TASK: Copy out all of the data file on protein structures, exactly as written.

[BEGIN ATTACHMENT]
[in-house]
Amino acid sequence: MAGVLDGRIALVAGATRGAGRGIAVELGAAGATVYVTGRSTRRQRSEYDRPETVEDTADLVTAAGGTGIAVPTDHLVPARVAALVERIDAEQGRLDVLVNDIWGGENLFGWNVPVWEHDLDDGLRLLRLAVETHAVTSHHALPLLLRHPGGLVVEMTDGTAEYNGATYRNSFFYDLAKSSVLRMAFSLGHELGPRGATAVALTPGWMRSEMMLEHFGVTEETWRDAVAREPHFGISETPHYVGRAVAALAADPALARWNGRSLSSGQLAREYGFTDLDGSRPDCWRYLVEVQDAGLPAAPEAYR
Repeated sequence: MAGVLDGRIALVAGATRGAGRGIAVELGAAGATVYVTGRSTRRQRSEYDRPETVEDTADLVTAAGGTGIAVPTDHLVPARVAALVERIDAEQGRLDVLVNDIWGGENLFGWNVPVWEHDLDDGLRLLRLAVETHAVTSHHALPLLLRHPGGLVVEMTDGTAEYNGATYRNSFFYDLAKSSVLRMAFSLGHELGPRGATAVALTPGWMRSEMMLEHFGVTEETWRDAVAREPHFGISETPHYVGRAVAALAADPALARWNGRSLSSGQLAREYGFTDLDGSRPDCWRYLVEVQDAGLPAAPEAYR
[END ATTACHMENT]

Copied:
[in-house]
Amino acid sequence: MAGVLDGRIALVAGATRGAGRGIAVELGAAGATVYVTGRSTRRQRSEYDRPETVEDTADLVTAAGGTGIAVPTDHLVPARVAALVERIDAEQGRLDVLVNDIWGGENLFGWNVPVWEHDLDDGLRLLRLAVETHAVTSHHALPLLLRHPGGLVVEMTDGTAEYNGATYRNSFFYDLAKSSVLRMAFSLGHELGPRGATAVALTPGWMRSEMMLEHFGVTEETWRDAVAREPHFGISETPHYVGRAVAALAADPALARWNGRSLSSGQLAREYGFTDLDGSRPDCWRYLVEVQDAGLPAAPEAYR
Repeated sequence: MAGVLDGRIALVAGATRGAGRGIAVELGAAGATVYVTGRSTRRQRSEYDRPETVEDTADLVTAAGGTGIAVPTDHLVPARVAALVERIDAEQGRLDVLVNDIWGGENLFGWNVPVWEHDLDDGLRLLRLAVETHAVTSHHALPLLLRHPGGLVVEMTDGTAEYNGATYRNSFFYDLAKSSVLRMAFSLGHELGPRGATAVALTPGWMRSEMMLEHFGVTEETWRDAVAREPHFGISETPHYVGRAVAALAADPALARWNGRSLSSGQLAREYGFTDLDGSRPDCWRYLVEVQDAGLPAAPEAYR